“Something tremendous must have been at stake in that erotic conquest. Never, for a woman, had Zeus traveled so far, crossing country after country, sea after sea, ‘beneath the earth, beneath the black, unfished waters,’ and on and on to ‘the ends of the earth, to the watery snake, Oceanus.’ Stubborn and desperate, Nemesis transformed herself into all kinds of animals, while Zeus never let up following her. And when all the feather flapping was finally done, when atlas and zoology were exhausted, what was left? A wild goose and a swan. The swan settled on the goose and forced her to yield. Zeus ‘passionately united himself with her, out of powerful necessity.’ … Nemesis was still sleeping when the swan raped her. Then from Nemesis’ womb a white egg appeared. Hermes took it, carried it to Sparta, and placed it in Leda’s womb. When the big egg hatched, from inside the shell emerged a tiny, perfect female figure: Helen.
But what was the relationship between mother and daughter? We know a great deal about Helen, whereas only a few details have come down to us about the divine figure of Nemesis, and even these are often enigmatic. This goddess of the offense that boomerangs back on its perpetrator must have been very beautiful if people could mistake her for Aphrodite. Herself the great enemy of hubris, she gave birth to a daughter whose very body was an offense and in doing so provoked the most magnificent unfolding of hubris in all of Greek history: the Trojan War.”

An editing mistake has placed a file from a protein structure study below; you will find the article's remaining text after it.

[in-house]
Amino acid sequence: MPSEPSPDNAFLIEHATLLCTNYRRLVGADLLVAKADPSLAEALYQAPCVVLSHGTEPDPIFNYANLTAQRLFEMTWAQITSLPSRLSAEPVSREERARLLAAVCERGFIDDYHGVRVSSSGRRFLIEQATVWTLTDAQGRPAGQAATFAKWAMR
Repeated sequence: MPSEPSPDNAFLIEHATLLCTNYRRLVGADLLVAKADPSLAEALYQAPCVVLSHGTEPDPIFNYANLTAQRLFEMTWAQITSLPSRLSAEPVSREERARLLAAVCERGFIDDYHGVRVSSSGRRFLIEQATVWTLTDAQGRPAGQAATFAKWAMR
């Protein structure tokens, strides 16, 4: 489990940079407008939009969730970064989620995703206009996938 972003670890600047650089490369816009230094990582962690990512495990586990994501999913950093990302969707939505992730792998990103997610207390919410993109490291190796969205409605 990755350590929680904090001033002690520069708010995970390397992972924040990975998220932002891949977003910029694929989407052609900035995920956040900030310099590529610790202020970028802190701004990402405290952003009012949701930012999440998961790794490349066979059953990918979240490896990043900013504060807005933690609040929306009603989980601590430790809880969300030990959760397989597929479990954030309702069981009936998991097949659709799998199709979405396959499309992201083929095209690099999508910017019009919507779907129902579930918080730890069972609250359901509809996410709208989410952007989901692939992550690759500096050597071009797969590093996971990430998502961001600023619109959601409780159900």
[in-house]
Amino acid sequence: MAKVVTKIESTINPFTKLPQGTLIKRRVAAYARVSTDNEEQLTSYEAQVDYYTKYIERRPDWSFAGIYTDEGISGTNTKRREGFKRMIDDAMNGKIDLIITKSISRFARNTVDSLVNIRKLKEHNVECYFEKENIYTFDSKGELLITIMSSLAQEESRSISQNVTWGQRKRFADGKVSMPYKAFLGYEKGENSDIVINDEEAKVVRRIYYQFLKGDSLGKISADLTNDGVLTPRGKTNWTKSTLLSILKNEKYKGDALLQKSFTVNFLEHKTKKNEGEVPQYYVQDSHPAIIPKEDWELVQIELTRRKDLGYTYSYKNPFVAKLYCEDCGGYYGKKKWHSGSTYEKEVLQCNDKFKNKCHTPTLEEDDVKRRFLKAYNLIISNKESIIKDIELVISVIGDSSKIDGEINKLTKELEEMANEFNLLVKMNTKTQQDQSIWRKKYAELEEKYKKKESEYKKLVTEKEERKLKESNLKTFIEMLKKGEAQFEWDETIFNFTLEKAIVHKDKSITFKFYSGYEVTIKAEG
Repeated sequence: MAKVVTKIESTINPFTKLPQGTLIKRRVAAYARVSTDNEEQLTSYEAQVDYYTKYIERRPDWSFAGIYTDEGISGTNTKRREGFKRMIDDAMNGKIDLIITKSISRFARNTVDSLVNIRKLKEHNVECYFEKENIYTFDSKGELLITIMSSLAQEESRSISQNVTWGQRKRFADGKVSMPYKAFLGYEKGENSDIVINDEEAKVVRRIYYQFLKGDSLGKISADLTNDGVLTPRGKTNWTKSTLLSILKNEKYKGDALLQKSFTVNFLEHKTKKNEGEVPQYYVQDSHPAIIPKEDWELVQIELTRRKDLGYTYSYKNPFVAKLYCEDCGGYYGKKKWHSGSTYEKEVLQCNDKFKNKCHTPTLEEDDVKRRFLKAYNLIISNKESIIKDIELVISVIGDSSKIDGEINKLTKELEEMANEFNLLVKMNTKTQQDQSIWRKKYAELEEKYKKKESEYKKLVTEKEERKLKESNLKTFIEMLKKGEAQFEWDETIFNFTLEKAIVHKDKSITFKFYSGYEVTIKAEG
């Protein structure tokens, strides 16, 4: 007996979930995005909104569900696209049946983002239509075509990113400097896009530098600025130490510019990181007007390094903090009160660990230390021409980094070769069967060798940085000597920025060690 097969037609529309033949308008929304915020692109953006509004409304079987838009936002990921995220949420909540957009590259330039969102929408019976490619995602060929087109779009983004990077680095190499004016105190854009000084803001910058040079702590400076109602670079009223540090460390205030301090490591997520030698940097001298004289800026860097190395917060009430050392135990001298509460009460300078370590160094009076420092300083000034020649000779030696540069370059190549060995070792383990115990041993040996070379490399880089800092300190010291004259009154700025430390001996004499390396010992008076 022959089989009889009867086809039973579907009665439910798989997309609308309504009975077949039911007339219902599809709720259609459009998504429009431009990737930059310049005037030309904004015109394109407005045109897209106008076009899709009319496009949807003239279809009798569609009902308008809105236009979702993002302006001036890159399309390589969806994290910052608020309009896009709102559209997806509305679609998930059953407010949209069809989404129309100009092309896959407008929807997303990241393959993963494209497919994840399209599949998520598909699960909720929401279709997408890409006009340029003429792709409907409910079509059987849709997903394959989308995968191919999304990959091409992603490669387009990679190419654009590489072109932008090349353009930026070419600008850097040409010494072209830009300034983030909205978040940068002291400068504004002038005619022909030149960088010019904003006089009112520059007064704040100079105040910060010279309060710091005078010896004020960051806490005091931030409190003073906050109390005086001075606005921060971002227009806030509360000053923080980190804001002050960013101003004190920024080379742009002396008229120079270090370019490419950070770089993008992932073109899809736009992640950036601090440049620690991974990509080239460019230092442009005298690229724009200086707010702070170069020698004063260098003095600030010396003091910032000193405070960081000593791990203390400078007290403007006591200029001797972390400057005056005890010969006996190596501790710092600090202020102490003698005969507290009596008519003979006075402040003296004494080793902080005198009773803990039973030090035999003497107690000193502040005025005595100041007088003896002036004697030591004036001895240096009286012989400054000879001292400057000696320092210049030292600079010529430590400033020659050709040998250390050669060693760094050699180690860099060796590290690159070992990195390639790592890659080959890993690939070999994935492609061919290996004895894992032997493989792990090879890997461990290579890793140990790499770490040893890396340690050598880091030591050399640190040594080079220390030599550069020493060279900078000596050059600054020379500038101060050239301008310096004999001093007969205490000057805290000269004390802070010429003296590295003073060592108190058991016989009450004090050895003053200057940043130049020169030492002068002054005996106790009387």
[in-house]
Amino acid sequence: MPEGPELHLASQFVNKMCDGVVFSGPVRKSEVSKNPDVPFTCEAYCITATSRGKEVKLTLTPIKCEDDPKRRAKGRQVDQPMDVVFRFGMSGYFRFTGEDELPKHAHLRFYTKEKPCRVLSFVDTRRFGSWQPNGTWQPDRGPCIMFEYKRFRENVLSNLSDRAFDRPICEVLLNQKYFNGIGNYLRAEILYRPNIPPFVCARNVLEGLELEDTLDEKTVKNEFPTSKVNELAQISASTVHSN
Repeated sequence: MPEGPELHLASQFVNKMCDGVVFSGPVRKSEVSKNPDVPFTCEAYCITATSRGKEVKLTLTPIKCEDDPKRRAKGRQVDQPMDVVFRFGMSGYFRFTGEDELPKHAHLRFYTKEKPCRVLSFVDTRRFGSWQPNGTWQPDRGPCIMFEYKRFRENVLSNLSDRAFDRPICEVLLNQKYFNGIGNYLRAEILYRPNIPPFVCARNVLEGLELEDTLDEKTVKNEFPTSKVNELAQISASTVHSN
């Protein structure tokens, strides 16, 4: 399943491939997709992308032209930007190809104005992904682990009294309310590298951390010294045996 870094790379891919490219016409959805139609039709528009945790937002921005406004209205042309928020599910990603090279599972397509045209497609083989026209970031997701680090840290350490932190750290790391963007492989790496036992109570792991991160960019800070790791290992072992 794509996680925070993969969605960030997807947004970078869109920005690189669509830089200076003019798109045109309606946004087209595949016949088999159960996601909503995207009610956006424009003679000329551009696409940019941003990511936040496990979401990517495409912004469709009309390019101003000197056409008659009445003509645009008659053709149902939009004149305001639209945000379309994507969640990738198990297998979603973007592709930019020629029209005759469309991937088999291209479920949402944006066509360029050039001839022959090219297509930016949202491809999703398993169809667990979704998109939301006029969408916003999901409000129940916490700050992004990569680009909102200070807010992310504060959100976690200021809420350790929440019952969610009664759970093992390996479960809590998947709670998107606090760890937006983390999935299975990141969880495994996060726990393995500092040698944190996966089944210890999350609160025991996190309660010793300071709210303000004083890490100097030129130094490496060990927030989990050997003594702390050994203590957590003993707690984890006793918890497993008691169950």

Called Queen of Motives and Arbitress of all Things, Nemesis’ cult originated in Smyrna, where she was worshiped as two identical goddesses both called Nemesis. Duplication seems to be a curious leitmotif in her myth: Narcissus looking at his reflection, Helen having two mothers and being born together with her twin brothers – Castor and Pollux and Clytemnestra, a twin sister. Castor was mortal, Pollux was an immortal son of Zeus. Nemesis embodies the duality of human versus natural/celestial law of the gods; she serves as a soul guide to the right action in the light of good conscience and good judgment. For me, she personifies faith in the balance of the universe. I take comfort in this archetype believing that inherent to our universe is a natural, archetypal defense against evil and injustice. I think this short poem by D.H. Lawrence captures the essence of Nemesis’ justice:
“The profoundest of all sensualities
is the sense of truth
and the next deepest sensual experience
is the sense of justice.”